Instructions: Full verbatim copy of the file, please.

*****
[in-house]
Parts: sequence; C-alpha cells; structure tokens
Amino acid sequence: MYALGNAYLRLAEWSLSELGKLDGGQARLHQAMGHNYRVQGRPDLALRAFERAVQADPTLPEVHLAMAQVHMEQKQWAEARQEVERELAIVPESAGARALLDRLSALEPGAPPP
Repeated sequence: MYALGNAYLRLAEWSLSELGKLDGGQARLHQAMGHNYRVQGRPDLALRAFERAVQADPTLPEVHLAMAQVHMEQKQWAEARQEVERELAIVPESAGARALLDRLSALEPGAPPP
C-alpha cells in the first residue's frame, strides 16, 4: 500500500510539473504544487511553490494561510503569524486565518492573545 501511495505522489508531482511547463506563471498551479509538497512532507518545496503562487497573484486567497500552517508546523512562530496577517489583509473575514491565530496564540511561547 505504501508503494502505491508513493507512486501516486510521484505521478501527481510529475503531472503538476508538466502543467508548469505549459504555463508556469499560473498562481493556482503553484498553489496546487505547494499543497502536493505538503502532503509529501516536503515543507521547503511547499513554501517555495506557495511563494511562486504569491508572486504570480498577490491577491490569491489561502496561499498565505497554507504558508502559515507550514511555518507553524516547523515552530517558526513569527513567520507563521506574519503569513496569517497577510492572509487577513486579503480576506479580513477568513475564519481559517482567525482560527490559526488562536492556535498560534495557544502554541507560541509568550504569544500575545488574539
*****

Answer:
[in-house]
Parts: sequence; C-alpha cells; structure tokens
Amino acid sequence: MYALGNAYLRLAEWSLSELGKLDGGQARLHQAMGHNYRVQGRPDLALRAFERAVQADPTLPEVHLAMAQVHMEQKQWAEARQEVERELAIVPESAGARALLDRLSALEPGAPPP
Repeated sequence: MYALGNAYLRLAEWSLSELGKLDGGQARLHQAMGHNYRVQGRPDLALRAFERAVQADPTLPEVHLAMAQVHMEQKQWAEARQEVERELAIVPESAGARALLDRLSALEPGAPPP
C-alpha cells in the first residue's frame, strides 16, 4: 500500500510539473504544487511553490494561510503569524486565518492573545 501511495505522489508531482511547463506563471498551479509538497512532507518545496503562487497573484486567497500552517508546523512562530496577517489583509473575514491565530496564540511561547 505504501508503494502505491508513493507512486501516486510521484505521478501527481510529475503531472503538476508538466502543467508548469505549459504555463508556469499560473498562481493556482503553484498553489496546487505547494499543497502536493505538503502532503509529501516536503515543507521547503511547499513554501517555495506557495511563494511562486504569491508572486504570480498577490491577491490569491489561502496561499498565505497554507504558508502559515507550514511555518507553524516547523515552530517558526513569527513567520507563521506574519503569513496569517497577510492572509487577513486579503480576506479580513477568513475564519481559517482567525482560527490559526488562536492556535498560534495557544502554541507560541509568550504569544500575545488574539